(new int), and not the location it establishes is a prvalue. In the following statement, the return address of the location is assigned to a pointer object:

int *ptrInt = new int

Here, *ptrInt is an lvalue, while (new int) is a prvalue. Remember, an lvalue or a prvalue is an expression. (new int) does not identify any object. Returning the address does not mean identifying the object with a name (such as ident, above). In *ptrInt, the name, ptrInt, is what really identifies the object, so *ptrInt is an lvalue. On the other hand, (new int) is a prvalue, as it computes a new location to an address of operand value for the assignment operator =.

xvalue

Today, lvalue stands for Location Value; prvalue stands for “pure” rvalue (see what rvalue stands for below). Today, xvalue stands for “eXpiring” lvalue.

The definition of xvalue, quoted from the C++ specification, is as follows:

“An xvalue is a glvalue that denotes an object or bit-field whose resources can be reused (usually because it is near the end of its lifetime). [Example: Certain kinds of expressions involving rvalue references yield xvalues, such as a call to a function whose return type is an rvalue reference or a cast to an rvalue reference type— end example]”

What this means is that both lvalue and prvalue can expire. The following code (copied from above) shows how the storage (resource) of the lvalue, *ptrInt is re-used after it has been deleted.

int *ptrInt = new int;

*ptrInt = 12;

cout<< *ptrInt <<'\n';

delete ptrInt;

cout<< *ptrInt <<'\n';

*ptrInt = 24;

cout<< *ptrInt <<'\n';

The output is:

12

0

24

The following program (copied from above) shows how the storage of an integer reference, which is an lvalue reference returned by a function, is reused in the main() function:

#include <iostream>

using namespace std;

int& fn()

{

int i = 5;

int& j = i;

return j;

}

int main()

{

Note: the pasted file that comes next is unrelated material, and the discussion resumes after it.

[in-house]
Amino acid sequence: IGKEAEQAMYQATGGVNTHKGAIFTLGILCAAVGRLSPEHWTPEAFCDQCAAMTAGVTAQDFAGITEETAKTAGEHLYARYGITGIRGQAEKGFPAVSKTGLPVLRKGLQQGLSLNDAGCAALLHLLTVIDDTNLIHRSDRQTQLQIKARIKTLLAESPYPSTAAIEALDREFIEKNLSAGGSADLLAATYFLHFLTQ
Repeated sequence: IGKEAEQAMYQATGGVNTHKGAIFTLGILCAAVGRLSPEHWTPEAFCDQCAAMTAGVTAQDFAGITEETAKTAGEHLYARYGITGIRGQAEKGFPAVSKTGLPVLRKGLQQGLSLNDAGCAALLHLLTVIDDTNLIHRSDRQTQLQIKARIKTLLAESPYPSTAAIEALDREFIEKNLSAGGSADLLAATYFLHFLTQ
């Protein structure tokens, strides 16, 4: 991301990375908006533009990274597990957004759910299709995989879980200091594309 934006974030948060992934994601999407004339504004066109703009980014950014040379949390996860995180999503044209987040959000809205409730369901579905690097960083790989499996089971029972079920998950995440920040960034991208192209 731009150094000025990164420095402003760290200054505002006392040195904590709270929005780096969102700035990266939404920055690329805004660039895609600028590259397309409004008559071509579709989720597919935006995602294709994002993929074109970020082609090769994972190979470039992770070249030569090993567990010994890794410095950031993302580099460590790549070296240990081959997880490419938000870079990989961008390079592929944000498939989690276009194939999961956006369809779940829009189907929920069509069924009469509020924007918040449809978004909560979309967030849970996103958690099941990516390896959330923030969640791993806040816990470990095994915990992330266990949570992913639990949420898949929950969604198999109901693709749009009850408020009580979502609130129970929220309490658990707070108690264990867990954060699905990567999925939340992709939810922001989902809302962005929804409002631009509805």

int& myInt = fn();

cout<< myInt <<'\n';

myInt = 17;

cout<< myInt <<'\n';

return 0;

}

The output is:

5

17

When an object such as i in the fn() function goes out of scope, it naturally is destroyed. In this case, the storage of i has still been reused in the main() function.

The above two code samples illustrate the re-use of the storage of lvalues. It is possible to have a storage re-use of prvalues (rvalues) (see later).

The following quote concerning xvalue is from the C++ specification:

“In general, the effect of this rule is that named rvalue references are treated as lvalues and unnamed rvalue references to objects are treated as xvalues. rvalue references to functions are treated as lvalues whether named or not.” (see later).

So, an xvalue is an lvalue or a prvalue whose resources (storage) can be reused. xvalues is the intersection set of lvalues and prvalues.

There is more to xvalue than what has been addressed in this article. However, xvalue deserves a whole article on its own, and so the extra specifications for xvalue are not addressed in this article.

Expression Category Taxonomy Set

Another quotation from the C++ specification:

Note: Historically, lvalues and rvalues were so-called because they could appear on the left- and right-hand side of an assignment (although this is no longer generally true); glvalues are “generalized” lvalues, prvalues are “pure” rvalues, and xvalues are “eXpiring” lvalues. Despite their names, these terms classify expressions, not values. — end note”

So, glvalues is the union set of lvalues and xvalues and rvalues are the union set of xvalues and prvalues. xvalues is the intersection set of lvalues and prvalues.

As of now, the expression category taxonomy is better illustrated with a Venn diagram as follows:

Conclusion

An lvalue is an expression whose evaluation determines the identity of an object, bit-field, or function.

A prvalue is an expression whose evaluation initializes an object or a bit-field or computes the value of the operand of an operator, as specified by the context in which it appears.

An xvalue is an lvalue or a prvalue, with the additional property that its resources (storage) can be reused.

The C++ specification illustrates expression category taxonomy with a tree diagram, indicating that there is some hierarchy in the taxonomy. As of now, there is no hierarchy in the taxonomy, so a Venn diagram is used by some authors, as it illustrates the taxonomy better than the tree diagram.

About the author

Chrysanthus Forcha

Discoverer of mathematics Integration from First Principles and related series. Master’s Degree in Technical Education, specializing in Electronics and Computer Software. BSc Electronics. I also have knowledge and experience at the Master’s level in Computing and Telecommunications. Out of 20,000 writers, I was the 37th best writer at devarticles.com. I have been working in these fields for more than 10 years.